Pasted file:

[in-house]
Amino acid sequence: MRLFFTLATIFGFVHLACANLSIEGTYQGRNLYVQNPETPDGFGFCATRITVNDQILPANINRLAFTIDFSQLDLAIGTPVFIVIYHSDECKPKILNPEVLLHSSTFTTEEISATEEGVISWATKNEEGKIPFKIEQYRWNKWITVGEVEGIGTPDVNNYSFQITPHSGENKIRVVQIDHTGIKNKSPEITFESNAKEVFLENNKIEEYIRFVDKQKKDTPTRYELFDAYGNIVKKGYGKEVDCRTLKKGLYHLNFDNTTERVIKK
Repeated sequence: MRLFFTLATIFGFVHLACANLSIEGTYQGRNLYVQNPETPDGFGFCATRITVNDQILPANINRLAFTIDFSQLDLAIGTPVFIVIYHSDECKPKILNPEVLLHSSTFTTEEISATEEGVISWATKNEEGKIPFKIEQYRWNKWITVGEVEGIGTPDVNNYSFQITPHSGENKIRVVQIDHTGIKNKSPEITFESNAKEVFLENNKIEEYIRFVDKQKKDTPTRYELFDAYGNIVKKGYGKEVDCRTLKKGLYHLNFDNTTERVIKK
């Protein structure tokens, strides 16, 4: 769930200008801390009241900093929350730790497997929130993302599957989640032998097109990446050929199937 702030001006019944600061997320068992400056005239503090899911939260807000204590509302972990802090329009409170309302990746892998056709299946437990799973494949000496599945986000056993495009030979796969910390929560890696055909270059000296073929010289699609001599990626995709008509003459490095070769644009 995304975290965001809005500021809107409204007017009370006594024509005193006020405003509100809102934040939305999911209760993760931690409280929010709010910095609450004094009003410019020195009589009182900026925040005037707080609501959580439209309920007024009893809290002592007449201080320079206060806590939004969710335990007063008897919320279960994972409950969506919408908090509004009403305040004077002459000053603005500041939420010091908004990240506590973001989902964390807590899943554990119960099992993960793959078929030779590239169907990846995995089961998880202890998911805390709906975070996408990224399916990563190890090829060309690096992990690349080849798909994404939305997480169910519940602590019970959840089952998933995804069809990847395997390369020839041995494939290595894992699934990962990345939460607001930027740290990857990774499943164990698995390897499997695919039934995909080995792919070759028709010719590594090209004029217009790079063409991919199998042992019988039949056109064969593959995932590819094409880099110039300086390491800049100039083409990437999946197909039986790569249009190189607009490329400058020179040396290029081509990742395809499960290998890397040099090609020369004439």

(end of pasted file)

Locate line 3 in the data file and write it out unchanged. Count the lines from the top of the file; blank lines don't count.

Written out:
Repeated sequence: MRLFFTLATIFGFVHLACANLSIEGTYQGRNLYVQNPETPDGFGFCATRITVNDQILPANINRLAFTIDFSQLDLAIGTPVFIVIYHSDECKPKILNPEVLLHSSTFTTEEISATEEGVISWATKNEEGKIPFKIEQYRWNKWITVGEVEGIGTPDVNNYSFQITPHSGENKIRVVQIDHTGIKNKSPEITFESNAKEVFLENNKIEEYIRFVDKQKKDTPTRYELFDAYGNIVKKGYGKEVDCRTLKKGLYHLNFDNTTERVIKK